Launched on September 7, 2022, The Bharat Jodo Yatra, led by Congress leader Rahul Gandhi ushered in a new of politics in Indian history. It was the first, in four long decades, did a politician took on such a unique mode- to unify India. Plagued by controversies from the beginning, the 150-day-long procession will traverse across 12 different states of the country, mobilizing individuals to fight for better governance and put an end to hatred.
While the promise and potential of Bharat Jodo Yatra is debatable, given the backlash it has recently been subjected to, we walk you through similar marches in the history of India, which, in their own way, inspired young Indians to serve their nation.
1. The Dandi march
Mahatma Gandhi, the father of the Indian nation, was also conferred The privilege of being the father of the modern padayatras. In defiance of the British in pre-independence India, mahatma Gandhi undertook the 388km long Dandi march in 1930, a noble march of democracy refusing to partake in the British salt monopoly.
Also, known as the ‘salt march’ it was an act of nonviolent civil disobedience meant to galvanize supporters and fight against regressive British policies.
On 12 march 1930, Gandhi, alongside 80 supporters who shared his ideals, began the ambitious padayatra from Sabarmati ashram at Ahmedabad towards the Arabian sea. Lasting 24 days, the protest culminated at Dandi on April 6 amidst thousands of people, when he raised a fistful of salt thereby breaking the salt law. He then declared:
“With this, I’m shaking the foundations of the British empire”
A champion of satyagraha, Gandhi’s vision of politics is revered by politicians and social workers worldwide.
2. YSR padayatra
On April 9, 2003, Congress leader Dr.YS Rajasekhara Reddy kickstarted a 60-day padayatra in erstwhile united Andhra Pradesh, to highlight drought-related problems suffered by millions in the state.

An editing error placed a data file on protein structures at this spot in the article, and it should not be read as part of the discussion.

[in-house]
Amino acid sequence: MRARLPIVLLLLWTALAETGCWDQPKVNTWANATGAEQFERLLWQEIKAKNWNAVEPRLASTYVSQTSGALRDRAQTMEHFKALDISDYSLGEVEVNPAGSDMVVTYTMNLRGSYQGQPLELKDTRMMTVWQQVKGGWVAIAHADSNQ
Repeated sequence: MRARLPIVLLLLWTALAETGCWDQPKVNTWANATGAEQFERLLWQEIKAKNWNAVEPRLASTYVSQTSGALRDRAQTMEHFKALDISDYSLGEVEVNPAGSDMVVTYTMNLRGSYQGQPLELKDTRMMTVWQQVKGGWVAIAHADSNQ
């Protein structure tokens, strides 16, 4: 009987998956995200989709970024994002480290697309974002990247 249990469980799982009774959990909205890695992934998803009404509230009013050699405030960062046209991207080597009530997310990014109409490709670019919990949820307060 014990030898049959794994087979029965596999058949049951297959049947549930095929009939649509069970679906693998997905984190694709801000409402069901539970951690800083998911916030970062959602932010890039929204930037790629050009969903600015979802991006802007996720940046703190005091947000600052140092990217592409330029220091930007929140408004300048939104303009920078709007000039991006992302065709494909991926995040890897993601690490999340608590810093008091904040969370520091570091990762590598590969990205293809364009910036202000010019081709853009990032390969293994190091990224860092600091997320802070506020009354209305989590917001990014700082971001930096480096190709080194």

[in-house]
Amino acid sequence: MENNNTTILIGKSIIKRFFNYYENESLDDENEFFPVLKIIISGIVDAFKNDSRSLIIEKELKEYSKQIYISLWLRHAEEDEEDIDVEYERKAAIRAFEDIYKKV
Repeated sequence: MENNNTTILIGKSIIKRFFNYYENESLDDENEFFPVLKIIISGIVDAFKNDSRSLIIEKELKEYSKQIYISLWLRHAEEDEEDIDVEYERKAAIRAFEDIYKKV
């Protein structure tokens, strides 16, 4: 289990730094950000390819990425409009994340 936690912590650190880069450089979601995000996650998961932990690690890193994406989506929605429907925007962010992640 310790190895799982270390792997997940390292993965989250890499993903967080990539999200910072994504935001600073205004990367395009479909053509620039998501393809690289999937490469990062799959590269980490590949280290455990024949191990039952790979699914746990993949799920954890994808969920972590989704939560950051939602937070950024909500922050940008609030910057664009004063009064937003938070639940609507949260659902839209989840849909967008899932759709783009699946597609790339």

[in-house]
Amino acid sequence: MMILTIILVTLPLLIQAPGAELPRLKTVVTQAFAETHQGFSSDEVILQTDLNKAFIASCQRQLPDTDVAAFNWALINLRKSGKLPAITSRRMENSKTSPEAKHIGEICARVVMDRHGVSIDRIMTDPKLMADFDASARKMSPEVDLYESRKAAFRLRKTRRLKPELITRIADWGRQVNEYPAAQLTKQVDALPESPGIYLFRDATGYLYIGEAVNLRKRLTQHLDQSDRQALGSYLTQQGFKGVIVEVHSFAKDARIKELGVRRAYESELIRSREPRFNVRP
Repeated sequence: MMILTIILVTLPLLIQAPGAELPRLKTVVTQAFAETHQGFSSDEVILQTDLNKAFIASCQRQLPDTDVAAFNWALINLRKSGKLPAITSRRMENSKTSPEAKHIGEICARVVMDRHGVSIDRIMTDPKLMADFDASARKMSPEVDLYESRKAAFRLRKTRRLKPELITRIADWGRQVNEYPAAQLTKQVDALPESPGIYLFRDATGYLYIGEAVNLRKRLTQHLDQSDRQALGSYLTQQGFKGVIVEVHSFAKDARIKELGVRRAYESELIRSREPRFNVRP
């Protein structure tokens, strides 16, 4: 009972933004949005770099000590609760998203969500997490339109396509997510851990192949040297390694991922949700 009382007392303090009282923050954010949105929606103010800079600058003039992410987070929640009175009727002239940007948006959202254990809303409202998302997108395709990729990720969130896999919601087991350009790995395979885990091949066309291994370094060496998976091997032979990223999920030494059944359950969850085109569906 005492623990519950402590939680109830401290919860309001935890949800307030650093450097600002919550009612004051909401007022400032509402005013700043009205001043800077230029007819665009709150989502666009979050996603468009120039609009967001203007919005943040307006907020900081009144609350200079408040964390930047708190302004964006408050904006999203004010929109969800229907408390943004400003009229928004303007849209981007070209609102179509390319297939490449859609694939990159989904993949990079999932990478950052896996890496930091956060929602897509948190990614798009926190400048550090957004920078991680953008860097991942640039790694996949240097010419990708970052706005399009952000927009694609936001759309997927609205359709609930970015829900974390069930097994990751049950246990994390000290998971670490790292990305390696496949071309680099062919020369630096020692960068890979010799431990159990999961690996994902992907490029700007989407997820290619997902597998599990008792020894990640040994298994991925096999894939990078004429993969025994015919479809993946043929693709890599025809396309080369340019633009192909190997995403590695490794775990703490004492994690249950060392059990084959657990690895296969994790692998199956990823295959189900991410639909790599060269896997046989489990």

Fondly known as Rajanna, his 1500 km journey across 11 districts addressed public meetings and held sessions to talk to and understand the problems faced by the locals of their respective villages. He also, in a large way, revived the foothold of the Congress and his political future in Andhra Pradesh.
The Yatra was so powerful that his party swept to a majority in the 2004 elections catapulting him to the ranks of the Chief Minister of Andhra Pradesh in the 2004 elections.
3. Mahashanti padayatra
Not many can believe that Sunil Dutt, a Bollywood actor, and a Congress politician, had embarked on an incredible 78-day padayatra for peace in Punjab.
In his incredible peace walk in 1987, he covered 2000 km on foot, from the riches of Bombay to the then battered state of Punjab. Emotions poured in at the border greeting the actor and his massive entourage, despite being warned of an assassination attempt. He walked along, attending nearly 500 roadside meetings on the away.
Admitting that it was the image of the Darbar Sahib that encouraged him to carry on, he ended the yatra at the Harminder Sahib temple in Punjab, among well-wishers and priests hoping for a better Punjab.
4. Rath Yatra
L.K Advani’s Rath Yatra changed the tides of the BJP in India. The Yatra held months ahead of the 1991 Lok Sabha elections changed the course of secularism in the nation. The politician’s padayatra from Somnath to Ayodhya not only helped the BJP regain a stronghold in the next National elections but also paved the way for the beginning of the Ram temple rhetoric and subsequent communal violence rattling the state in the 1990s.
As Khushwant Singh bluntly told Advani to his face, “you have sowed the seeds of communal disharmony in the country and we are paying the price for it”.
The yatra which was launched during Navratri in 1990, set off a chain of events that Advani, in his autobiography ‘My Country My life’ describes:
“It was during the Ram Rath Yatra that I first understood the truth of Swami Vivekananda’s statement that ‘religion is the soul of India and if you want to teach any subject to Indians, they understand it better if it is taught in the language of religion”. “It was the Rath Yatra that made me realize that, if I were to communicate the message of nationalism through the religious idiom, I would be able to transmit it more effectively and to a wider audience”.